5. Add one more RAM stick to other dual channel slot -- again see manual. You will have one stick in one dual channel slot and the other stick in the other 'dual channel slots'. In both cases, there is a preferred slot in each of the dual channel pairs -- you manual will explain.

    6. Based on what you have said, by now something should have failed. When trouble shooting these type components, you have to test 'one component' at a time. You are looking for the 'component' that triggers failure.

    The motherboard is a component, likewise each stick of RAM is a component, the cpu is a component. Keep the video card out of the picture, unless, by some chance, that the mobo, cpu and RAM sticks all work together and the psu stays on. If you do have things work, then your monitor will show successful BIOS on the monitor screen, but do not hook up the monitor until you complete steps 1 thru 4. At this point, step 4 successful, then mobo, one stick of RAM and cpu are all ok! As you go to step 5, something has to cause failure as you add the additional RAM sticks.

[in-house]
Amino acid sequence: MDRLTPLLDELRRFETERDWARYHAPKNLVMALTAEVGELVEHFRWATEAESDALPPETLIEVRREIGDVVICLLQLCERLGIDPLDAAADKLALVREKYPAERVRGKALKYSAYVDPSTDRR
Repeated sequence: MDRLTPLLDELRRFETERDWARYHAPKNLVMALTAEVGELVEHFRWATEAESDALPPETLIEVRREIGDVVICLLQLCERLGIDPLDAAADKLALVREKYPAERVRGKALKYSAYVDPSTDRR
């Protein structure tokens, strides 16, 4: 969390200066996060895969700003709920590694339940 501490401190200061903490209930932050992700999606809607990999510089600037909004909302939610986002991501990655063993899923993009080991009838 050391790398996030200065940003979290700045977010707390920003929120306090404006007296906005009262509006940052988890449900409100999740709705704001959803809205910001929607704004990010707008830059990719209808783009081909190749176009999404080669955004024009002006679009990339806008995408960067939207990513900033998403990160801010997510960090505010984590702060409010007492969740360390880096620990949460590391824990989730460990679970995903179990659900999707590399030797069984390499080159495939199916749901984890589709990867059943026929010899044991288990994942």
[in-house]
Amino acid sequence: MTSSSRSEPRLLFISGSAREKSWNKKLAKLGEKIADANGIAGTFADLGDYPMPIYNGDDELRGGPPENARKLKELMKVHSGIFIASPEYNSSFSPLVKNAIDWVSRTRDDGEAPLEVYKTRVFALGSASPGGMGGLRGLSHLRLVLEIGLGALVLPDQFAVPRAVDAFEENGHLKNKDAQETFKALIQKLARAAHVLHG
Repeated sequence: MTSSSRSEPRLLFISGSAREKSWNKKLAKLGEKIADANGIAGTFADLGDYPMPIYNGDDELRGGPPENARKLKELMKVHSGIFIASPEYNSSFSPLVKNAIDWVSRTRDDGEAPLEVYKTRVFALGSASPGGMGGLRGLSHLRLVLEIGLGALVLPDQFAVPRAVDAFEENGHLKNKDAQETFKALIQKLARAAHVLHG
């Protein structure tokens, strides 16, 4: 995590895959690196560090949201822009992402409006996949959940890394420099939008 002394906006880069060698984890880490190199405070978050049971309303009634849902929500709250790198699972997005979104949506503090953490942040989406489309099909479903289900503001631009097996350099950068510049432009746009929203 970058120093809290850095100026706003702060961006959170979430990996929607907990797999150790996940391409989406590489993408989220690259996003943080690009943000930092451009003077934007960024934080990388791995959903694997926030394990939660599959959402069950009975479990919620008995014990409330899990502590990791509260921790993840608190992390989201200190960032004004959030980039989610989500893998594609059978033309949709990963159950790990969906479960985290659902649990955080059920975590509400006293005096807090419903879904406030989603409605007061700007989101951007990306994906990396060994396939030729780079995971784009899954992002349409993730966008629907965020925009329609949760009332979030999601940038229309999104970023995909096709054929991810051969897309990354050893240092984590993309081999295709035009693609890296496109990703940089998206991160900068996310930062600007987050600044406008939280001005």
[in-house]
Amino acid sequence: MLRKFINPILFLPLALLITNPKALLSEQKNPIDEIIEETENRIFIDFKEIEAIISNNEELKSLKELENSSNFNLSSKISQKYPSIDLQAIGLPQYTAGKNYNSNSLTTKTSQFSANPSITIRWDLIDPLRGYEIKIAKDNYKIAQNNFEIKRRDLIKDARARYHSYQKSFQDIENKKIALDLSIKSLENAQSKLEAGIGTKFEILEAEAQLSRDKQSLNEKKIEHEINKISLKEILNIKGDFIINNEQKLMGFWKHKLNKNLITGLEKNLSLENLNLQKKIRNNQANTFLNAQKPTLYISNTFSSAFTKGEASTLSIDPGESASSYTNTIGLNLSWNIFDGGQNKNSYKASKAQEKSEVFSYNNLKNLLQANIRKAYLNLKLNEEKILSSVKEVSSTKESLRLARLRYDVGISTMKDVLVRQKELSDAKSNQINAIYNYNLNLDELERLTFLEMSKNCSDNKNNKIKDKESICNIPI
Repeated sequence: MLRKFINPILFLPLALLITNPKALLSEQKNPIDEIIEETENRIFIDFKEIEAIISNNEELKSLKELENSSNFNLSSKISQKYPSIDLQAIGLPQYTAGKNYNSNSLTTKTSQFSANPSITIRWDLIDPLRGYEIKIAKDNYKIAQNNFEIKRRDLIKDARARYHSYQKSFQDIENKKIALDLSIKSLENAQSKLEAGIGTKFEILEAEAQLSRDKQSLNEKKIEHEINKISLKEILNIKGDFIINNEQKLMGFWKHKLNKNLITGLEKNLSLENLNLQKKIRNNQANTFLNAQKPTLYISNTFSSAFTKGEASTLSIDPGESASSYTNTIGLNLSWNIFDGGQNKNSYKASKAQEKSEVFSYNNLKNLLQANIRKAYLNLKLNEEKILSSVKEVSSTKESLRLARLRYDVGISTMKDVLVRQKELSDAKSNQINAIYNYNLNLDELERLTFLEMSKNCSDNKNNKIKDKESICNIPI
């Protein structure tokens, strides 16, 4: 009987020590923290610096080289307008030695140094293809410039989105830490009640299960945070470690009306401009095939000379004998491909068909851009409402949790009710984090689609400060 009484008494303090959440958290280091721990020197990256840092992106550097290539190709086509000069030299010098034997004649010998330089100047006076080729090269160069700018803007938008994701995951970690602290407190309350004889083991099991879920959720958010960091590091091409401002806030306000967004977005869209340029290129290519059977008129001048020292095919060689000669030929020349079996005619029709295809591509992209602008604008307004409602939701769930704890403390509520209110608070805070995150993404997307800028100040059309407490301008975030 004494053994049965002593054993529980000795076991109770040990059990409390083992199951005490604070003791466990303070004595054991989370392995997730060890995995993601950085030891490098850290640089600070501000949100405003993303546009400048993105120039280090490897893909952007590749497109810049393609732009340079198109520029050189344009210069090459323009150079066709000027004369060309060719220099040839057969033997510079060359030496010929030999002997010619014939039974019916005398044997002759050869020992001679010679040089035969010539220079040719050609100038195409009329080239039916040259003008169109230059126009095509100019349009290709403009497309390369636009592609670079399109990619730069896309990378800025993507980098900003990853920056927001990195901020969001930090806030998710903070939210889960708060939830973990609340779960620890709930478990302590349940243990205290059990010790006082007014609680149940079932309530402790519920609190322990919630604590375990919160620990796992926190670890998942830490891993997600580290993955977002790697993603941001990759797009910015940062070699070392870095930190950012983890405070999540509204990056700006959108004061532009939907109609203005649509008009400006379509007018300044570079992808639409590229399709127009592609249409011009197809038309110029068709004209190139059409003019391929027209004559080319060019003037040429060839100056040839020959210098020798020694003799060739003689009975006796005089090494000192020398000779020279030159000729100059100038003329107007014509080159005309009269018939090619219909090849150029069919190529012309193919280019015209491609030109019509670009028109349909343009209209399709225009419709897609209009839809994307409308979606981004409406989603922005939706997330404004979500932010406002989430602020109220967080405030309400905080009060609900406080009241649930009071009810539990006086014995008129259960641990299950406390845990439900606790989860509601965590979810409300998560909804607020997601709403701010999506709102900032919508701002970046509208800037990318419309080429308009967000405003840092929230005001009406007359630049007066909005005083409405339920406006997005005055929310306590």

4. #4
    Join Date
    Aug 2007
    South Carolina


    Quote Originally Posted by zburns View Post
    1. Remove the cpu from the motherboard.
    Yep, this sounds like the likely culprit. The cpu is probably not seated well. Clean off with some rubbing alcohol and reapply thermal paste.
    My Rig:
    Corsair Obsidian 450D | EVGA SuperNova G3 650W | Asus Prime Z270-A | Intel i7-7700K | Cryorig H7 | G.Skill TridentZ 16gb (2x8gb) DDR4 3200 | MSI GTX1070 Gaming X 8G | Crucial MX300 SSD | Windows 10 Pro 64-bit | Asus VW246H